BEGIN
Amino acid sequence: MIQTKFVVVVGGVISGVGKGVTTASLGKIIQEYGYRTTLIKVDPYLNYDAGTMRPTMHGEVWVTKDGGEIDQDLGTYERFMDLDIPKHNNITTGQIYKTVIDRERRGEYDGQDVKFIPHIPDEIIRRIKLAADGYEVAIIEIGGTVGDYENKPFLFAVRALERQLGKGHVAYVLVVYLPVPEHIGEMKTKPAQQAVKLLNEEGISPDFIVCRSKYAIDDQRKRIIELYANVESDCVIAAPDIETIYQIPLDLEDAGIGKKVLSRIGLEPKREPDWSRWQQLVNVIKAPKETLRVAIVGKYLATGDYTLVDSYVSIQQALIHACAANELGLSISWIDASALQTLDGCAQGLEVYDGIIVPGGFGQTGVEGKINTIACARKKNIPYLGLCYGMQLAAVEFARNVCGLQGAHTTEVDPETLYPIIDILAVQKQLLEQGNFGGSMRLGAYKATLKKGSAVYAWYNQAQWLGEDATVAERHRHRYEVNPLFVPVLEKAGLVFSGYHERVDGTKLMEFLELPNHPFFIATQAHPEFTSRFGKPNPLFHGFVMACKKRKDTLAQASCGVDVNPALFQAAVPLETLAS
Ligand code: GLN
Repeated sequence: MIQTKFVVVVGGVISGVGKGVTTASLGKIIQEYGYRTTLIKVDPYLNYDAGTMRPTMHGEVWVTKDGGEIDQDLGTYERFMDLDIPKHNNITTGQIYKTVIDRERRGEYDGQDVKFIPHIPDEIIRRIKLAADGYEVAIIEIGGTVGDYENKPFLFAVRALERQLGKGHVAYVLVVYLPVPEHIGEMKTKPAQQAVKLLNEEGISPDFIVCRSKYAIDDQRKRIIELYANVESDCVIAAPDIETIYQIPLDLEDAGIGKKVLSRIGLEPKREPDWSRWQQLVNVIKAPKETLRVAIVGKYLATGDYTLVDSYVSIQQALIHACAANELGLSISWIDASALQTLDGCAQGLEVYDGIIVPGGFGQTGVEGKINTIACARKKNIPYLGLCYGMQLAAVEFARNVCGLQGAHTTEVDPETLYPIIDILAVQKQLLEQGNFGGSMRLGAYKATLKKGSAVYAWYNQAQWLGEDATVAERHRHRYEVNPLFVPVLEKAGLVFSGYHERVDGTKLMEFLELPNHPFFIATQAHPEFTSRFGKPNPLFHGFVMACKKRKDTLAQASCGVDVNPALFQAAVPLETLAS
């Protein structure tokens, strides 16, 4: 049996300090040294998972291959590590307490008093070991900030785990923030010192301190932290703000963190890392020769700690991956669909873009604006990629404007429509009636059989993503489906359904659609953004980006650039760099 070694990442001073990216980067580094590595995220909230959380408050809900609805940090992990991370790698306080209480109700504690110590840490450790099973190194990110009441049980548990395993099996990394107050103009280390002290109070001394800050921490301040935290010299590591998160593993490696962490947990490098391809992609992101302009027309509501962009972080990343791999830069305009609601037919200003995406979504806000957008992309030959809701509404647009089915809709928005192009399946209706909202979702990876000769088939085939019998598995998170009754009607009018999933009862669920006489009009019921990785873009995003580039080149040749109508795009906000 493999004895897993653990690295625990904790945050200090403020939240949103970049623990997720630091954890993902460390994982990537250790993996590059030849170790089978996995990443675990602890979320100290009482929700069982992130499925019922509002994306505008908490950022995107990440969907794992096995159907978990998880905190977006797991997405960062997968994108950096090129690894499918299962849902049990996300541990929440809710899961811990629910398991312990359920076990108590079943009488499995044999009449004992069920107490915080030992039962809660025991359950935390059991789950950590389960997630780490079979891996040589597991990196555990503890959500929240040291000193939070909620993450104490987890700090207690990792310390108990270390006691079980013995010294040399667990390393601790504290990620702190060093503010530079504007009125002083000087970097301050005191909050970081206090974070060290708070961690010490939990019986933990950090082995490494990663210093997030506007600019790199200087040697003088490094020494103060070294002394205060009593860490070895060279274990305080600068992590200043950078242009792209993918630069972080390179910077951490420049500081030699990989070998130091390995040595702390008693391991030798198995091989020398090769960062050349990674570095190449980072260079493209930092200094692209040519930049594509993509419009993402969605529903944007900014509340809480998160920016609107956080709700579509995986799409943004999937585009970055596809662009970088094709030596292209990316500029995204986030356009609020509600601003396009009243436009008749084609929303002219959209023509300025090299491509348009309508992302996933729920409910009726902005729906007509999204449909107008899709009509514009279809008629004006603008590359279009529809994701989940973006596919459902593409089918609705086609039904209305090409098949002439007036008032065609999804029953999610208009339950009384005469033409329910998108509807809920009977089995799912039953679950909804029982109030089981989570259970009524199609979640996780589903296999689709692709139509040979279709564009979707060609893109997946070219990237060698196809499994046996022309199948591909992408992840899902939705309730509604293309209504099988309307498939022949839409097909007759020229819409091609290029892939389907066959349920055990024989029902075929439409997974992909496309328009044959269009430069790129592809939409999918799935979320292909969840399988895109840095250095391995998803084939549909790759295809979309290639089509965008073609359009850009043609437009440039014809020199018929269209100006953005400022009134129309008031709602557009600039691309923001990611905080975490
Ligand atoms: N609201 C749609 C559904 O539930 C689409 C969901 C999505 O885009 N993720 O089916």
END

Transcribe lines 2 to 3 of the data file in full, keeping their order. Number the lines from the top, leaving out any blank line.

Ligand code: GLN
Repeated sequence: MIQTKFVVVVGGVISGVGKGVTTASLGKIIQEYGYRTTLIKVDPYLNYDAGTMRPTMHGEVWVTKDGGEIDQDLGTYERFMDLDIPKHNNITTGQIYKTVIDRERRGEYDGQDVKFIPHIPDEIIRRIKLAADGYEVAIIEIGGTVGDYENKPFLFAVRALERQLGKGHVAYVLVVYLPVPEHIGEMKTKPAQQAVKLLNEEGISPDFIVCRSKYAIDDQRKRIIELYANVESDCVIAAPDIETIYQIPLDLEDAGIGKKVLSRIGLEPKREPDWSRWQQLVNVIKAPKETLRVAIVGKYLATGDYTLVDSYVSIQQALIHACAANELGLSISWIDASALQTLDGCAQGLEVYDGIIVPGGFGQTGVEGKINTIACARKKNIPYLGLCYGMQLAAVEFARNVCGLQGAHTTEVDPETLYPIIDILAVQKQLLEQGNFGGSMRLGAYKATLKKGSAVYAWYNQAQWLGEDATVAERHRHRYEVNPLFVPVLEKAGLVFSGYHERVDGTKLMEFLELPNHPFFIATQAHPEFTSRFGKPNPLFHGFVMACKKRKDTLAQASCGVDVNPALFQAAVPLETLAS